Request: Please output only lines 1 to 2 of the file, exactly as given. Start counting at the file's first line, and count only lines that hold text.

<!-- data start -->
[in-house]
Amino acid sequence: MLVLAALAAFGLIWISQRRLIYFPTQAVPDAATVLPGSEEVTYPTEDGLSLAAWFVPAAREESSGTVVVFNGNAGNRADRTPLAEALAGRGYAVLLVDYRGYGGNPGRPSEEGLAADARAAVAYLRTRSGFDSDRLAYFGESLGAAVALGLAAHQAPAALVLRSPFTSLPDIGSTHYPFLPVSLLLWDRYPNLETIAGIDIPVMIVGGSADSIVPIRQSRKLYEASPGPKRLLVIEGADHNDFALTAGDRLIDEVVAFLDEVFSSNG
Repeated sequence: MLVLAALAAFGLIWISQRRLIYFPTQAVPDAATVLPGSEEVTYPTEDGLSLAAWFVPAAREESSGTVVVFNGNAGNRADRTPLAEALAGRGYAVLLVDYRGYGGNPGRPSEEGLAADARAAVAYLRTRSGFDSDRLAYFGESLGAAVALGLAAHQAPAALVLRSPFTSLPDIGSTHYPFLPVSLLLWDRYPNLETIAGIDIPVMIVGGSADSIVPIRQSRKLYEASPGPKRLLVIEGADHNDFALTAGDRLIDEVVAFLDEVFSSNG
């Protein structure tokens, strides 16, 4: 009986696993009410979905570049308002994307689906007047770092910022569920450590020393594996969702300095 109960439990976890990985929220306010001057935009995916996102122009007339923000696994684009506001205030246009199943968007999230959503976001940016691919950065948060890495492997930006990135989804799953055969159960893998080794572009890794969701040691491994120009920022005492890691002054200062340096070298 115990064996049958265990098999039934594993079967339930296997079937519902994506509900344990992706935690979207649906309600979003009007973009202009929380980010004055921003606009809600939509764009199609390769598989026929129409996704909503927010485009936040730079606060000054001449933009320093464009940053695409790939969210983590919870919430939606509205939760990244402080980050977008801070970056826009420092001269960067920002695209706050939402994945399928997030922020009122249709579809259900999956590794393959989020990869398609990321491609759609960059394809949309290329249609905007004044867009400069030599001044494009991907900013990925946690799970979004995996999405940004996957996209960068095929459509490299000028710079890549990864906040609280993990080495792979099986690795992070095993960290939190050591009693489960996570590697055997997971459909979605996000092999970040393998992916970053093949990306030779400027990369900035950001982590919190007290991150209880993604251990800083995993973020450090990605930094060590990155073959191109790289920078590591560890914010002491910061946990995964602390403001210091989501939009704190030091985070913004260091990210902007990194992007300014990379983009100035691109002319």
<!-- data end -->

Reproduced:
[in-house]
Amino acid sequence: MLVLAALAAFGLIWISQRRLIYFPTQAVPDAATVLPGSEEVTYPTEDGLSLAAWFVPAAREESSGTVVVFNGNAGNRADRTPLAEALAGRGYAVLLVDYRGYGGNPGRPSEEGLAADARAAVAYLRTRSGFDSDRLAYFGESLGAAVALGLAAHQAPAALVLRSPFTSLPDIGSTHYPFLPVSLLLWDRYPNLETIAGIDIPVMIVGGSADSIVPIRQSRKLYEASPGPKRLLVIEGADHNDFALTAGDRLIDEVVAFLDEVFSSNG